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Soil physical and chemical properties in response to long-term cattle grazing on sloped rough fescue grassland in the foothills of the Rocky Mountains, Alberta

Zhang, Bin, Beck, Ryan, Pan, Qingmin, Zhao, Mengli, Hao, Xiying
Geoderma 2019 v.346 pp. 75-83
Festuca, aggregate stability, air, bulk density, calcium, cation exchange capacity, cattle, chlorides, grasslands, grazing intensity, grazing management, health effects assessments, hills, hydraulic conductivity, ions, landscapes, magnesium, pastures, phosphorus, porosity, potassium, rangeland soils, resistance to penetration, sand fraction, silt fraction, sodium, soil pH, soil penetration resistance, soil quality, soil sampling, soil texture, soil water, stocking rate, sulfates, water content, water solubility, Alberta, Rocky Mountain region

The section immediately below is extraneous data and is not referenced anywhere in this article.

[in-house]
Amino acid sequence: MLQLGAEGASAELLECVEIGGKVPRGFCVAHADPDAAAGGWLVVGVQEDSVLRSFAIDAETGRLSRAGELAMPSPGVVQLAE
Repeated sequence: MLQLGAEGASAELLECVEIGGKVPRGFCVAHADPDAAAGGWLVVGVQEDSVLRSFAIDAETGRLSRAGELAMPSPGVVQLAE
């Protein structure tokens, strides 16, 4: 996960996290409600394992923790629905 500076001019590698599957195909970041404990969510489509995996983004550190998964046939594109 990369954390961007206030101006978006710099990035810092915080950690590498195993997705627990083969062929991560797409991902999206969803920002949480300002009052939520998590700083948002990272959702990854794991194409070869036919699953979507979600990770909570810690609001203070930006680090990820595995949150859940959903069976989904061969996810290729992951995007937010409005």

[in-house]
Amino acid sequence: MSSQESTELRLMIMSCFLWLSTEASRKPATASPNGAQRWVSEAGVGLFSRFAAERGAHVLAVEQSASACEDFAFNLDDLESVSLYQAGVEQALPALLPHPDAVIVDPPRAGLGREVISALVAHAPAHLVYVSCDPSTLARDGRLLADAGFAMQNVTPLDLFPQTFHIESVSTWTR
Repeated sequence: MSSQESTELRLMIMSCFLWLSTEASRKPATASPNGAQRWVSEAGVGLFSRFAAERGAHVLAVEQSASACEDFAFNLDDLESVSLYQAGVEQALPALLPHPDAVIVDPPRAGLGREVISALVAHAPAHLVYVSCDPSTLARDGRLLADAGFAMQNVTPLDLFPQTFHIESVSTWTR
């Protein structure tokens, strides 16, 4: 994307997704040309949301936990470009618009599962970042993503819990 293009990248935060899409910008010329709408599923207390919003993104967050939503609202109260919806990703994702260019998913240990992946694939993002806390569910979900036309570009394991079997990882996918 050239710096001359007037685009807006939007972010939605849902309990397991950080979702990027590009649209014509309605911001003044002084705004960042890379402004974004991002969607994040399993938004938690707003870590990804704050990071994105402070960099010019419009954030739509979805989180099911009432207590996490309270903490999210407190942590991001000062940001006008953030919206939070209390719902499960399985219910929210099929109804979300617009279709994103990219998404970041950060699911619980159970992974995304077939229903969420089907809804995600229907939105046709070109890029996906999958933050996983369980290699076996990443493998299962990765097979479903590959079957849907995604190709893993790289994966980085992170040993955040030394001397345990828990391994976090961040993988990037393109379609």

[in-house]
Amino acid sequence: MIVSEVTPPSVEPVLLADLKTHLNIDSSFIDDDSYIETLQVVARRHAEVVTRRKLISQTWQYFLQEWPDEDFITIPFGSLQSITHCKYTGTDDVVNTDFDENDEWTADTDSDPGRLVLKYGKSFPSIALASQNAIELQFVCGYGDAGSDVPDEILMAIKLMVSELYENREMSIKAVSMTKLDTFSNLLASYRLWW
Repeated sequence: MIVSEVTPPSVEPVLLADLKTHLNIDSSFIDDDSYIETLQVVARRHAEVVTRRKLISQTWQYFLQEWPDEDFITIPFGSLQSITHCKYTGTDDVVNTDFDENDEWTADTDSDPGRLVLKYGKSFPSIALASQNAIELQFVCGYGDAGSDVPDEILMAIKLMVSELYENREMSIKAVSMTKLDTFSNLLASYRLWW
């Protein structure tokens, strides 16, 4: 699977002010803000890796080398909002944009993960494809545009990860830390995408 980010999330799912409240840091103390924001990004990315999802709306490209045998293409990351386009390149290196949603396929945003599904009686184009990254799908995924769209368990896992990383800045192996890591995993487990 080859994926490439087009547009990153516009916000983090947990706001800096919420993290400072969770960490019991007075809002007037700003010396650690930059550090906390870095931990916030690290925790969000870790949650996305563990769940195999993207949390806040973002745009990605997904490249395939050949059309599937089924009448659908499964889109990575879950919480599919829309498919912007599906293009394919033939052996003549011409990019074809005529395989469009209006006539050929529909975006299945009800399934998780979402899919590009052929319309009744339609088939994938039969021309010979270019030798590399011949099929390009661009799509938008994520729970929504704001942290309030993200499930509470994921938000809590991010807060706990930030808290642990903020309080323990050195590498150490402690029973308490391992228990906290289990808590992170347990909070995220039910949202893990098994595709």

Soil physical and chemical properties are critical indicators for soil health assessment. It is important to understand how these qualities respond to different grazing intensities at different landscape slope positions. This study evaluated how soil physical and chemical properties respond to cattle grazing intensity and slope position on a rough fescue grassland. Cattle have been grazing at four stocking rates, 0, 1.2, 2.4 and 4.8 animal-unit-months (AUM) ha−1 since 1949 to simulate Control (CK), Light (L), Heavy (H), and Very Heavy (VH) grazing intensities. Surface soil penetration resistance was measured using a portable penetrometer and soil samples were taken from the top and bottom slope positions for each grazing paddock (but only from the top position for CK) in September 2016. Soil texture, aggregate stability, pH, available phosphorus (AP), water-soluble ions concentration and soil cation exchange capacity (CEC) were determined. Bulk density, porosity and hydraulic properties were measured using a HYPROP system. The S-index, the slope at the inflection point on the soil moisture retention curve, was calculated. Soil clay and silt contents were lower in VH than L treatments; total porosity, air capacity, and saturated water content followed the same pattern. However, the opposite was true for sand content, penetration resistance, and bulk density, with differences between the two grazing treatments greater at the top than the bottom slope position. Grazing changed the shape of soil moisture retention curve in both slope positions with the curve steeper in L than H and VH treatments. The S-index and saturated hydraulic conductivity were reduced by grazing but their responses to slope position and its interaction with grazing intensity were not significant. Soil pH, AP, and water-soluble Na+, K+, Mg2+, Ca2+ and SO42− concentration increased with the animal stocking rate while Cl− and CEC were not affected. Similarly, greater increases in soil pH with increased animal stocking rates were observed in the top than bottom position, while AP, Na+, K+, and SO42− increased with animal stocking rate only in the bottom position. Our results indicate that soil physical properties may be more sensitive to grazing at the top than bottom of a slope. Thus, slope should be considered when developing rangeland soil health assessment indices and grazing management strategies.